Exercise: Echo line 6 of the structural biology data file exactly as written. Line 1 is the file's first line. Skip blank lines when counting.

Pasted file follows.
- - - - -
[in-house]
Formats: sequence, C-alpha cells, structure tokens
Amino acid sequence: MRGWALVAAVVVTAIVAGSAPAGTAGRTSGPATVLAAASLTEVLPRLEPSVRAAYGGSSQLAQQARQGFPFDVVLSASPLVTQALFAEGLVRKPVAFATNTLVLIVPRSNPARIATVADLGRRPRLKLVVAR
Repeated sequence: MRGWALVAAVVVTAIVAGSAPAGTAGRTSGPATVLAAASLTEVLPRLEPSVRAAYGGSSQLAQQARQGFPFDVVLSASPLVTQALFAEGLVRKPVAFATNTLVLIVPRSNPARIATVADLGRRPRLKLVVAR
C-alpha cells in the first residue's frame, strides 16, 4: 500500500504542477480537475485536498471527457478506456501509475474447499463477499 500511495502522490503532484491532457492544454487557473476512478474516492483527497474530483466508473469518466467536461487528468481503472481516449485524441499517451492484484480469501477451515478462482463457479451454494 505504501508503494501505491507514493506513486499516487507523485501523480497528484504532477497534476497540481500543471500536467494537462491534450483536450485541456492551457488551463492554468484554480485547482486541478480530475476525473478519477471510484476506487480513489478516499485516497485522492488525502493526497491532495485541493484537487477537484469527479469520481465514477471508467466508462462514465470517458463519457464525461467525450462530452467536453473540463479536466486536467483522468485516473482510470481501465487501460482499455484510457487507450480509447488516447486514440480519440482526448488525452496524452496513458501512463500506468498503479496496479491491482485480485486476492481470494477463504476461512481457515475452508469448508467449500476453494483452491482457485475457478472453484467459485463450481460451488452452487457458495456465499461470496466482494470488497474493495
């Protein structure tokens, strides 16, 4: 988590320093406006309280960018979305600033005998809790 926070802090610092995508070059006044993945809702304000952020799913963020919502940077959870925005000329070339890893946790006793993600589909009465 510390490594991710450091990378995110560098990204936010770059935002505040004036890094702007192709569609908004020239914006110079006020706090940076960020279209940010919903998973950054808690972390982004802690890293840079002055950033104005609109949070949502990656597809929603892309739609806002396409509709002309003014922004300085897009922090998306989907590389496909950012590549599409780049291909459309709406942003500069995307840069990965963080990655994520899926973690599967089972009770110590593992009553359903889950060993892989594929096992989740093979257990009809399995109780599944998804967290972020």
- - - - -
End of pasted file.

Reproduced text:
């Protein structure tokens, strides 16, 4: 988590320093406006309280960018979305600033005998809790 926070802090610092995508070059006044993945809702304000952020799913963020919502940077959870925005000329070339890893946790006793993600589909009465 510390490594991710450091990378995110560098990204936010770059935002505040004036890094702007192709569609908004020239914006110079006020706090940076960020279209940010919903998973950054808690972390982004802690890293840079002055950033104005609109949070949502990656597809929603892309739609806002396409509709002309003014922004300085897009922090998306989907590389496909950012590549599409780049291909459309709406942003500069995307840069990965963080990655994520899926973690599967089972009770110590593992009553359903889950060993892989594929096992989740093979257990009809399995109780599944998804967290972020």